A good comparison would be the tech space, venture capital, which right now, is looking at the depression. A shrinking workforce is therefore transitory. Workforces, and workforce participation goes up. 64-65% of the populace goes down 62-61%. It’s not permanent — at least historically it hasn’t been. Change and stress forces hospitals to reexamine everything that they do to find better solutions. A plan B, contingency plans for hiring, invest more in what they have, their loyal staff, their retention. It’s not there for all bad news. There are silver linings to every crisis, and these health systems will come back. Those that survive [will] come back stronger for it. A more important question that we should ask ourselves, is what can we do that is structurally different to get a different labor shortage outcome in healthcare the next time around? What’s going on with this recurring theme of insufficient supply in healthcare? And I think for that, we all need to take a closer look at our schooling system. How many schools do we have? How well funded are they? What’s their commitment to producing higher quantities of qualified clinicians? Why is the industry seemingly so excited to restrict supply?

A cynic might point to higher compensation levels for those that are there today. But what benefits one might not benefit all. Shorter training periods, other ways of allocating clinical tasks more efficiently, introducing mid-levels allowing for nurse practitioners to be more available to do more tasks versus less, less reliance on this small pocket of super well-trained, very short supply clinicians, would be probably a step in the right direction, but all of these changes take time and require a lot of analysis and collaboration.”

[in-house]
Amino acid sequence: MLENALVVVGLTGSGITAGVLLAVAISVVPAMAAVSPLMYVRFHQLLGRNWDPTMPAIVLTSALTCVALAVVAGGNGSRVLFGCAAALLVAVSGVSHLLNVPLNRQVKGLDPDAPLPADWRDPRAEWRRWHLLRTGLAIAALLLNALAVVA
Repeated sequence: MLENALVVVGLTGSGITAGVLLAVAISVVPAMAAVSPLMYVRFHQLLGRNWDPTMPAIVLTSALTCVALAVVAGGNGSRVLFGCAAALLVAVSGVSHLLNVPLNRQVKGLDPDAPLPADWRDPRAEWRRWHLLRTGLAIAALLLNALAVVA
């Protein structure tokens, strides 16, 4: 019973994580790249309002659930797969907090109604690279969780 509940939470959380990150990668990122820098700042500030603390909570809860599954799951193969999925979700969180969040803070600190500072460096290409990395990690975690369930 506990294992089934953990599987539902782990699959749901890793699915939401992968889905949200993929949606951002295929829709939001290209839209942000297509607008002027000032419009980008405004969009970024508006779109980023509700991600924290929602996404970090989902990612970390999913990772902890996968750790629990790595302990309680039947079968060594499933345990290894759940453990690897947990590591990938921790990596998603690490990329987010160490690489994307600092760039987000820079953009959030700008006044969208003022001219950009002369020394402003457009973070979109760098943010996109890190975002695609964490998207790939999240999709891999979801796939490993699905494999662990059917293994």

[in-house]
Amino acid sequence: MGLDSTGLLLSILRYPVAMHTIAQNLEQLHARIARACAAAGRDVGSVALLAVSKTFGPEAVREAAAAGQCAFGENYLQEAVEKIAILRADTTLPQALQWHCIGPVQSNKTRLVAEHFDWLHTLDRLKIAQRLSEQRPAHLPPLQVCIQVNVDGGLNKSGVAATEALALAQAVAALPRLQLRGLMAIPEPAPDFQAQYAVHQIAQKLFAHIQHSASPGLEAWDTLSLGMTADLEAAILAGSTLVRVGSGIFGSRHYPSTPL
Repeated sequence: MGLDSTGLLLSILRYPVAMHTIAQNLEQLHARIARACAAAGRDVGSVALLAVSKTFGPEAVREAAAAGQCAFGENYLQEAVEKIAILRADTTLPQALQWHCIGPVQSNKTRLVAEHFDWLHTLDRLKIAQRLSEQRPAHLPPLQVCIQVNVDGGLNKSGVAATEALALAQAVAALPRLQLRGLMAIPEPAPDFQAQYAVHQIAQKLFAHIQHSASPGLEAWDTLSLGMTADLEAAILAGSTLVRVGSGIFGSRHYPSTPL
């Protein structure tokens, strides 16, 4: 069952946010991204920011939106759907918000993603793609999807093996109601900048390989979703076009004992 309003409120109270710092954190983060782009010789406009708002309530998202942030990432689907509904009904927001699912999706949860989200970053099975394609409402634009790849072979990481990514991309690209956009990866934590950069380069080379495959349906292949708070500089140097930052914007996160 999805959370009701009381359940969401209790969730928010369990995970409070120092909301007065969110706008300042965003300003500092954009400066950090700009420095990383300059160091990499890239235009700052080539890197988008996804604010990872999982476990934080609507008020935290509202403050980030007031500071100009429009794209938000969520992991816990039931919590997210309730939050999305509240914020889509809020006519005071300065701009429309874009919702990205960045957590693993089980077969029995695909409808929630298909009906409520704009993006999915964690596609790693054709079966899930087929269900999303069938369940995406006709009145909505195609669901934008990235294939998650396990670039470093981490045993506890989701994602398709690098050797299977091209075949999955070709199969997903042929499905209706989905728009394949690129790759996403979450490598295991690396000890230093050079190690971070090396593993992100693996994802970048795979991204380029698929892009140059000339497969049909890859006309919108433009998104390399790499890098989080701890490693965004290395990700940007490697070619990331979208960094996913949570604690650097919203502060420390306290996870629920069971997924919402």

Article written by Aarushi Maheshwari.

Follow us on social media for the latest updates in B2B!



innovations in healthcare
Innovations in Healthcare: A Discussion with Dr. Craig Joseph at HIMSS 2024
May 24, 2024

Innovations in healthcare were easy to spot at the recent HIMSS 2024 conference. Healthcare Rethink’s Brian Urban caught up with one of those innovators for a live discussion at HIMSS 2024. podcast, Their conversation opens a window and dialogue into the cutting-edge trends reshaping healthcare technology today. This episode features Dr. Craig Joseph, the…

Read More
Preventing burnout
Achieving Professional Growth and Preventing Burnout: The Importance of Time Management and Support Networks in a Fast-Paced World
May 23, 2024

In today’s fast-paced world, balancing professional growth with personal well-being is more crucial than ever. With the rise of remote work, digital transformation, and the constant hustle culture, finding this balance has become a significant challenge for many. A survey conducted by Deloitte suggests that a whopping 77% of professionals experience burnout at work….

Read More
Fan-Centric Business Transformation
Prop Room
May 23, 2024

In this episode of the Fans First series, Jesse Cole, the mastermind behind the Savannah Bananas, shares with us that in the vibrant world of marketing, creativity knows no bounds—a philosophy embodied by a prop room and studio teeming with eclectic costumes and outlandish ideas. This creative hub, seemingly disconnected from conventional themes like bananas,…

Read More
Ace Gardner and Jacob Lewis discuss NIL Deals and Transfer Portals
NIL Deals and Transfer Portals are Also Impacting College Staff and Their Roles
May 23, 2024

College sports is undergoing a significant transformation with the advent of Name, Image, and Likeness (NIL) rights and the increasing prevalence of transfer portals. These changes are reshaping how college staff operate, presenting both opportunities and challenges. With the rise of NIL deals and transfer portals, understanding the behind-the-scenes impact on college coaching staff…

Read More